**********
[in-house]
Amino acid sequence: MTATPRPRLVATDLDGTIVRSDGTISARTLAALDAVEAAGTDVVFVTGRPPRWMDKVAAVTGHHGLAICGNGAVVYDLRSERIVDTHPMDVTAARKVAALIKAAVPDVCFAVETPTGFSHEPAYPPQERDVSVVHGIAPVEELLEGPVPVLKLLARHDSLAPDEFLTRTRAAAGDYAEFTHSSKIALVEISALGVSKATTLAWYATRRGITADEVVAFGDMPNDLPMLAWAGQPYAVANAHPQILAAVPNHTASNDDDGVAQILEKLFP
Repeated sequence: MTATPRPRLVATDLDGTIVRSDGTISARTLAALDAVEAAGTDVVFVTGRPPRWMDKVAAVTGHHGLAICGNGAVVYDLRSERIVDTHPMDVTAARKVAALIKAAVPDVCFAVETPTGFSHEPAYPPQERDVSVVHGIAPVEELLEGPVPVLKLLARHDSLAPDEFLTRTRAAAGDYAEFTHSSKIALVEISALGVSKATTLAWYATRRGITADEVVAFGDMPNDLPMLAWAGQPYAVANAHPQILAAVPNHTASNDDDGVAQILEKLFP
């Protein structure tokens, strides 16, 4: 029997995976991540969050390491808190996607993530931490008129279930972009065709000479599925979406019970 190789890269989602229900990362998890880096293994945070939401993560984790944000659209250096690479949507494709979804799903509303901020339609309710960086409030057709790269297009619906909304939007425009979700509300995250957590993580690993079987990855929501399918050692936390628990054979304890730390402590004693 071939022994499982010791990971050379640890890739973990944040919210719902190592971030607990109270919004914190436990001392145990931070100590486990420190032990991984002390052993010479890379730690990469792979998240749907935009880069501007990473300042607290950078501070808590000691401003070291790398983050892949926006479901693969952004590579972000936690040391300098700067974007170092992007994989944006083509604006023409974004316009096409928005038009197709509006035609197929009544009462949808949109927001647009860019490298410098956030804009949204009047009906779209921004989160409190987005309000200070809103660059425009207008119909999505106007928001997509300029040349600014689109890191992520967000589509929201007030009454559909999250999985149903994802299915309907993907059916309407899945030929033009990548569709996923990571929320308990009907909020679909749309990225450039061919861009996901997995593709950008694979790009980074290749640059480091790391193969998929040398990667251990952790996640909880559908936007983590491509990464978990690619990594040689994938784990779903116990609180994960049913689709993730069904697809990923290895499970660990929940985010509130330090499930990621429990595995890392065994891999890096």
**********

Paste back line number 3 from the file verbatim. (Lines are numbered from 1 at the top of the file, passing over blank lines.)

Repeated sequence: MTATPRPRLVATDLDGTIVRSDGTISARTLAALDAVEAAGTDVVFVTGRPPRWMDKVAAVTGHHGLAICGNGAVVYDLRSERIVDTHPMDVTAARKVAALIKAAVPDVCFAVETPTGFSHEPAYPPQERDVSVVHGIAPVEELLEGPVPVLKLLARHDSLAPDEFLTRTRAAAGDYAEFTHSSKIALVEISALGVSKATTLAWYATRRGITADEVVAFGDMPNDLPMLAWAGQPYAVANAHPQILAAVPNHTASNDDDGVAQILEKLFP